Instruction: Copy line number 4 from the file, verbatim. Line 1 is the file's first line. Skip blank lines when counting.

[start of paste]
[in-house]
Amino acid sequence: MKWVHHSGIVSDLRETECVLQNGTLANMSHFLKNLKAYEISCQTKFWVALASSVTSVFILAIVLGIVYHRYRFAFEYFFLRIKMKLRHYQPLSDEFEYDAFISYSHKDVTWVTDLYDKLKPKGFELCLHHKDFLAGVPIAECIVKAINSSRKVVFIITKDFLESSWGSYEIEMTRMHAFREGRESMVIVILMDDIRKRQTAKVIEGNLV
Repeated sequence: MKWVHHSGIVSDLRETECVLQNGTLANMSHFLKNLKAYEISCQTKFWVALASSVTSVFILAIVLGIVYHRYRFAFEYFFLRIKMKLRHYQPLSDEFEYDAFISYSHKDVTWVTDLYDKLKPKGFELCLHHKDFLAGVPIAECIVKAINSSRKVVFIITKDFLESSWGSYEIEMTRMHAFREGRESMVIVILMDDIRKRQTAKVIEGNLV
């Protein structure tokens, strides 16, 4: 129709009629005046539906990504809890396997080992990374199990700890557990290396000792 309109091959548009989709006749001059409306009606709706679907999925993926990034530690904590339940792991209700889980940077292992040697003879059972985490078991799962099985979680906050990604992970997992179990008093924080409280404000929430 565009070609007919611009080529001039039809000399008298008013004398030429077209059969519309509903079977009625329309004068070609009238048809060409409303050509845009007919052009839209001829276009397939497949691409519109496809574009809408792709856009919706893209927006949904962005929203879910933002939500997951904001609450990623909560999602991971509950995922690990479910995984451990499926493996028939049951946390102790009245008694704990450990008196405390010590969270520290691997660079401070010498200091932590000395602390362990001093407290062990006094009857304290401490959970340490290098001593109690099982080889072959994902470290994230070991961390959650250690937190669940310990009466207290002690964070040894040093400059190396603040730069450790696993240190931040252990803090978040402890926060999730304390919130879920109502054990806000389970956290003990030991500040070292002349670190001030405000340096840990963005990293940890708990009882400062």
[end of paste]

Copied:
């Protein structure tokens, strides 16, 4: 129709009629005046539906990504809890396997080992990374199990700890557990290396000792 309109091959548009989709006749001059409306009606709706679907999925993926990034530690904590339940792991209700889980940077292992040697003879059972985490078991799962099985979680906050990604992970997992179990008093924080409280404000929430 565009070609007919611009080529001039039809000399008298008013004398030429077209059969519309509903079977009625329309004068070609009238048809060409409303050509845009007919052009839209001829276009397939497949691409519109496809574009809408792709856009919706893209927006949904962005929203879910933002939500997951904001609450990623909560999602991971509950995922690990479910995984451990499926493996028939049951946390102790009245008694704990450990008196405390010590969270520290691997660079401070010498200091932590000395602390362990001093407290062990006094009857304290401490959970340490290098001593109690099982080889072959994902470290994230070991961390959650250690937190669940310990009466207290002690964070040894040093400059190396603040730069450790696993240190931040252990803090978040402890926060999730304390919130879920109502054990806000389970956290003990030991500040070292002349670190001030405000340096840990963005990293940890708990009882400062």